Canyon Cowboys girls’ basketball’s Isabella Escribano’s season was put in jeopardy on Friday night.
Escribano showed seizure-like symptoms when she fell to the floor after taking a hard screen in a Foothill League game against Saugus. There was no call on the play and the game nearly continued until family members and Cowboys head coach Jessica Haayer rushed out onto the floor.
“I ran over there, talked to her, tried to keep her awake,” Haayer said in a phone interview. “In my experience, in sickness, or if you get hit, you can’t freak out. You have to take it one step at a time. She calmed down, stopped hyperventilating and then the paramedics got there.”
Escribano was hospitalized and has returned home, where she is in good spirits. According to the Escribano family, doctors said Isabella’s heart potentially stopped beating after the collision before she started convulsing on the floor.
The freshman’s injury occurred in overtime with about two minutes remaining on the clock. Initially, both coaches agreed to continue the game, but with Escribano still being attended to on the floor, it seemed unlikely the game could go on.
Saugus eventually moved into the auxiliary gym before heading into a classroom, exiting the emotional and packed Canyon gym.
After deliberation between both sides, a decision was made to play the remainder of the game the next morning at 10 a.m. back at Canyon High School.
“The next morning, we came out with no energy,” Haayer said. “We had none and you could see it for the two minutes of the game. Everyone looked exhausted, I was exhausted, there was no fight left in us. All we cared about was our teammate. It’s hard to turn around and play a game when you have no answer if your family member is OK.”
At the time, there were still no answers on Escribano’s status. The Cowboys scored just one point in overtime, leading to a Saugus win.
According to Centurion coach Anthony Falasca, the decision to play the next day was made by administrators from both Saugus and Canyon. CIF rules indicated should the remainder of the game be postponed, the game will be played as soon as possible with CIF-sanctioned referees. Administrators found referees and made the call to have the game finish the next morning.
Falasca has known Escribano for years and put to rest any accusations of the play being intentional.
“I’ve known Izzy for seven or eight years,” Falasca said in a phone interview. “I’ve trained her a couple times and we always talk basketball. She’s a great player.”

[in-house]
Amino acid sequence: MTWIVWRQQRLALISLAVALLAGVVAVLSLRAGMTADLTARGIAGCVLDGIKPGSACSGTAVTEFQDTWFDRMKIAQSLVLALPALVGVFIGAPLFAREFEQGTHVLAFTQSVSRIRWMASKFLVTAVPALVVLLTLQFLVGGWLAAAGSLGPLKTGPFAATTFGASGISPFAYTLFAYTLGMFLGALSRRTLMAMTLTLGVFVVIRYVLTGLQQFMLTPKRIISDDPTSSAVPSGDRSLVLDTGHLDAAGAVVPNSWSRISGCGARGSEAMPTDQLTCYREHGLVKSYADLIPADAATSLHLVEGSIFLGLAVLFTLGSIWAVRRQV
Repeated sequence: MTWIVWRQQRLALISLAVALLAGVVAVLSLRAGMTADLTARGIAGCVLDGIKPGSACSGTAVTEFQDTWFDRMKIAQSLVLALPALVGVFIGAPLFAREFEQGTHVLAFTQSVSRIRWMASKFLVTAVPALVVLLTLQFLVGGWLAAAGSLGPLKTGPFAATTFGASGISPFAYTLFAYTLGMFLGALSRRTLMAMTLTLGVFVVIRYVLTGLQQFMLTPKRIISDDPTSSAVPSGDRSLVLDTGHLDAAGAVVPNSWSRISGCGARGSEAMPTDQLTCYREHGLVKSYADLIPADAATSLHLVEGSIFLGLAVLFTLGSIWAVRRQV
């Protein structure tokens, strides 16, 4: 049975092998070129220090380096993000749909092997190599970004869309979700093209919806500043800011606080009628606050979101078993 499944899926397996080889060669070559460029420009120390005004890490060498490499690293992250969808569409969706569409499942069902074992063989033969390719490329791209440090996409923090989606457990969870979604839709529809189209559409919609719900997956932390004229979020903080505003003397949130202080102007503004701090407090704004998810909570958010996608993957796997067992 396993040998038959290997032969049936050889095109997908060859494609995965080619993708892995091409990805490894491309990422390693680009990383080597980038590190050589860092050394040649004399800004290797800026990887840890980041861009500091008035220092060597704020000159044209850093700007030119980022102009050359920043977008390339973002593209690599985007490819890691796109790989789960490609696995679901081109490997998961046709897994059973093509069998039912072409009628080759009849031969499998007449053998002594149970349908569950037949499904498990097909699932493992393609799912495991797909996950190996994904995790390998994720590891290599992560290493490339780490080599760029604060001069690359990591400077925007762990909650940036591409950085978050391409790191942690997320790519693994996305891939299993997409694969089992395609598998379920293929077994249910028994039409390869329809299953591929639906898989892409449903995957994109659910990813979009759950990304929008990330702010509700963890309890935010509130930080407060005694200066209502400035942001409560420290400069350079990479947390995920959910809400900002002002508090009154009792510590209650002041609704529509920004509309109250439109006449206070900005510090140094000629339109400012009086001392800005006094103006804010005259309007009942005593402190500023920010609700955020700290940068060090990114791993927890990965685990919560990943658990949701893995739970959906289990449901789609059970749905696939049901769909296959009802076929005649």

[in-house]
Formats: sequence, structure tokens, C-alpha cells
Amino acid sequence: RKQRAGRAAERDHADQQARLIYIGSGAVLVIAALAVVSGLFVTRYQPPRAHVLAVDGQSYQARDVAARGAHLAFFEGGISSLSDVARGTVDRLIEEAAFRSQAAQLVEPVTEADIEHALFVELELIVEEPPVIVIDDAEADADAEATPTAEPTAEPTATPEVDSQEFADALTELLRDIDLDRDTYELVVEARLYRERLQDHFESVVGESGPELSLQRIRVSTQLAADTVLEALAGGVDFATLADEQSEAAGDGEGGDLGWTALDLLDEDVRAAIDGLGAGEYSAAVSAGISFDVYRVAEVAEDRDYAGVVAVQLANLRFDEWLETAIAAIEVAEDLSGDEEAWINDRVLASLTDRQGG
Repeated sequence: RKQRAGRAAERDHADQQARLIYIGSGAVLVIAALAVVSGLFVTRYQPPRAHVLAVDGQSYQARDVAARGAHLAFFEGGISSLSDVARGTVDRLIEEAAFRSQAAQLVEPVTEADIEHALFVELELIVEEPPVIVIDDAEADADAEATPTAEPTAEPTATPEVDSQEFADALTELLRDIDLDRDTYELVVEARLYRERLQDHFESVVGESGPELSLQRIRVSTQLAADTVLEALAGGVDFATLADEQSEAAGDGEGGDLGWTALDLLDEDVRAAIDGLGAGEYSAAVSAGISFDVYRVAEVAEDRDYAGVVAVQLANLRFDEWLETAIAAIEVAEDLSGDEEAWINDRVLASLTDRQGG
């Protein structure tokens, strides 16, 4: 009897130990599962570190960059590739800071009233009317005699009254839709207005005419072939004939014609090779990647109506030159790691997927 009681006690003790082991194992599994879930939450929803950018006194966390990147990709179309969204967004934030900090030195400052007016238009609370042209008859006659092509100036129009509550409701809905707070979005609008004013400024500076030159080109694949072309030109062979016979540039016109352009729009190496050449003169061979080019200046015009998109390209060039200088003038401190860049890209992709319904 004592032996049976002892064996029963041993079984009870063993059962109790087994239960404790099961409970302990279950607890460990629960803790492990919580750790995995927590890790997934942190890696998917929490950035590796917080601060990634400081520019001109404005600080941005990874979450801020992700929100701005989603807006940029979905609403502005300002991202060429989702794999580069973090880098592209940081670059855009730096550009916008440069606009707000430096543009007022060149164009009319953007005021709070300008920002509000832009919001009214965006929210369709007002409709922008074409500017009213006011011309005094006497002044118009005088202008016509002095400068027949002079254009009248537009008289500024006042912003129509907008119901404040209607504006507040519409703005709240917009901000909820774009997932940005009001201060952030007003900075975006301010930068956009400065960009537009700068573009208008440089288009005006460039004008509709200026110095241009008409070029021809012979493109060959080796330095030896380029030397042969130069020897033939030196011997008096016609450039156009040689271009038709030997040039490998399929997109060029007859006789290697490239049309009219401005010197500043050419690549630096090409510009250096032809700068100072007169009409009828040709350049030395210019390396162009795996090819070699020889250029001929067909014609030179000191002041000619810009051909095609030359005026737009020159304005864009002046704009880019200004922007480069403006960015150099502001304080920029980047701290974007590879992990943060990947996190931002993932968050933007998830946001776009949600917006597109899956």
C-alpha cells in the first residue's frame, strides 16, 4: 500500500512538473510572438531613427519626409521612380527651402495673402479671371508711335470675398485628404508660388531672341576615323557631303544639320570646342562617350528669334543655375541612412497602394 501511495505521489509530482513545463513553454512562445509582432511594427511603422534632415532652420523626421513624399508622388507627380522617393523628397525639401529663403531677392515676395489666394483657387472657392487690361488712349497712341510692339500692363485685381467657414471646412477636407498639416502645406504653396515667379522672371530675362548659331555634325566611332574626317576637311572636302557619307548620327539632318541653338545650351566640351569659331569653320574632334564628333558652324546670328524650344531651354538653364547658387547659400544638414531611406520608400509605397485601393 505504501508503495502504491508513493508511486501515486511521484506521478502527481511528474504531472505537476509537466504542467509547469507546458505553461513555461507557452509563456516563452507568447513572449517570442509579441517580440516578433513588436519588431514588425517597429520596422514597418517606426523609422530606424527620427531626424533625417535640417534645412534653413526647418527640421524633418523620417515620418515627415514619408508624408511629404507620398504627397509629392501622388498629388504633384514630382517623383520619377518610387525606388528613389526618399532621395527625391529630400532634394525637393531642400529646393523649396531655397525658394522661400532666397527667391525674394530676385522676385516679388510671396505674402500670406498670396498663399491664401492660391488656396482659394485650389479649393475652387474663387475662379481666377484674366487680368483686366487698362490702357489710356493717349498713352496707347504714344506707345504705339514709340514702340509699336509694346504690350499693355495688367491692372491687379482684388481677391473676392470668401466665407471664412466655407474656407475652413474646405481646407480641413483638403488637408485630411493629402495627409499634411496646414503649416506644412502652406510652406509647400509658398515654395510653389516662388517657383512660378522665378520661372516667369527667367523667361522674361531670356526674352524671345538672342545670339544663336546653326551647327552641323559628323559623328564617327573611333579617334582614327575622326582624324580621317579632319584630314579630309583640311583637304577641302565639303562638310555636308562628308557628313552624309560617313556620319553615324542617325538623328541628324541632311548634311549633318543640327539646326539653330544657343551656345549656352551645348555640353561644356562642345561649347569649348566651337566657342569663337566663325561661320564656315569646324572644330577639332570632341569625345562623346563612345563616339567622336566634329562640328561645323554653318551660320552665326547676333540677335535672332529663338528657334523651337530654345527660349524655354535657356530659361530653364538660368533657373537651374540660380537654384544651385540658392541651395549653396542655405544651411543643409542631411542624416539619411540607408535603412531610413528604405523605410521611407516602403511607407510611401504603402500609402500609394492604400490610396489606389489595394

“It was not intentional, that’s not something we teach. I can’t argue if it was or wasn’t a foul — the refs called what they called. I’m just glad she’s OK. Seeing she was home later on (through social media) brought a little more ease to our team. It was hard for our girls to leave the game and play the next morning — all we cared about was if she was OK.”
Controversy stirred briefly after the game when a member of the Saugus team made a post on social media celebrating the win with a picture of the team doing the Stephen Curry “Night-Night” celebration. The pose resembles the Golden State point guard pretending to sleep on his hands after hitting a shot that ices a game. The photo — a group shot of the team doing the “Night-Night” pose — had been taken previously in a group photo session.
The post has since been removed.
Haayer said her No. 1 focus is always player safety and wellness. The team may take some time off the court together to ensure everyone’s mental health is alright after the wild weekend.
“We’ll reach out to our wellness center and wellness rehab,” Haayer said. “We’ll talk things through and make sure we’re all OK, inside and out. Having a 14- to 15-year-old see something like that is pretty hard. We just need to make sure our girls are OK, then we’ll move forward with basketball. I’m more concerned with the wellness of our players than anything else.”
Both teams are slated to play on Tuesday at 5 p.m. as Canyon heads to West Ranch while Saugus returns home to host Valencia.
Escribano is yet to be cleared to return to basketball but has since been around her teammates.
“This day in social media, everyone knows who she is,” Falasca said. “Our players know how good she is and some know her off the court and are friends with her. This wasn’t a player on another team. This was a friend of our team, someone we know and care for beyond basketball.”